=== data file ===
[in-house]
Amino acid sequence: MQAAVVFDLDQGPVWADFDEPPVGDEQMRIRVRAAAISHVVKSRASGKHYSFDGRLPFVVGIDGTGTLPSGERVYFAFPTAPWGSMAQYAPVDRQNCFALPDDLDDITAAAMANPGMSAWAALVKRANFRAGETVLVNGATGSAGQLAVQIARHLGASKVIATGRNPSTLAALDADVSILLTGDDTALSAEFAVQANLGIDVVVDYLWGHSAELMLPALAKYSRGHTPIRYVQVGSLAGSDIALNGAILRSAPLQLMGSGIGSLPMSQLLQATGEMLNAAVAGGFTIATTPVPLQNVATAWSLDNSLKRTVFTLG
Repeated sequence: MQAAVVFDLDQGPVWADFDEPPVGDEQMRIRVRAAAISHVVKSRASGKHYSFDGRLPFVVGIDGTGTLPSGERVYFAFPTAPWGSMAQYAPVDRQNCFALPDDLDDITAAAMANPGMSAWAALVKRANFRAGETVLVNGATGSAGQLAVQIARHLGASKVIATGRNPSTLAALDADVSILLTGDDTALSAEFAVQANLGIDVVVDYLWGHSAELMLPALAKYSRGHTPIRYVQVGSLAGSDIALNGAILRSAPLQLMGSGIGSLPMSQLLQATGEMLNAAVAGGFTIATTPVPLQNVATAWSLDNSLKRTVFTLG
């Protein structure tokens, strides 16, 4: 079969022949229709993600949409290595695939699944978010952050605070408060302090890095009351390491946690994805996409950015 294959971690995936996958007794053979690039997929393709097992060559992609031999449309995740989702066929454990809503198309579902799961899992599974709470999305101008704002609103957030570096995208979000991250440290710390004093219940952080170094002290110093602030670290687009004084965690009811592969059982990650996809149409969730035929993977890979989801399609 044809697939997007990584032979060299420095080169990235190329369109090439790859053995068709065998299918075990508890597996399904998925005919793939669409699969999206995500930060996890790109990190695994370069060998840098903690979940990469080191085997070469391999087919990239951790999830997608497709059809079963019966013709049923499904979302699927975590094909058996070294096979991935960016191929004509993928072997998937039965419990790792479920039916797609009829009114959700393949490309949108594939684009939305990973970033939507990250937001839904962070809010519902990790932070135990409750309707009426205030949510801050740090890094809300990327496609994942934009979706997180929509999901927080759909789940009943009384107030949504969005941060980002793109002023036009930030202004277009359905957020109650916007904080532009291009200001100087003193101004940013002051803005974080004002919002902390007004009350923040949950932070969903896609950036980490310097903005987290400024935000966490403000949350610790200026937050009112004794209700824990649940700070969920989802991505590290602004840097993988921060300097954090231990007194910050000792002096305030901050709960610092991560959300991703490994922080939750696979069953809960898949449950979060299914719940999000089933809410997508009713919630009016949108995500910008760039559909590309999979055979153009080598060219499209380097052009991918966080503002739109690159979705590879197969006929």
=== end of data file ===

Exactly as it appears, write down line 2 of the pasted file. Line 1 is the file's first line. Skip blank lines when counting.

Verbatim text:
Amino acid sequence: MQAAVVFDLDQGPVWADFDEPPVGDEQMRIRVRAAAISHVVKSRASGKHYSFDGRLPFVVGIDGTGTLPSGERVYFAFPTAPWGSMAQYAPVDRQNCFALPDDLDDITAAAMANPGMSAWAALVKRANFRAGETVLVNGATGSAGQLAVQIARHLGASKVIATGRNPSTLAALDADVSILLTGDDTALSAEFAVQANLGIDVVVDYLWGHSAELMLPALAKYSRGHTPIRYVQVGSLAGSDIALNGAILRSAPLQLMGSGIGSLPMSQLLQATGEMLNAAVAGGFTIATTPVPLQNVATAWSLDNSLKRTVFTLG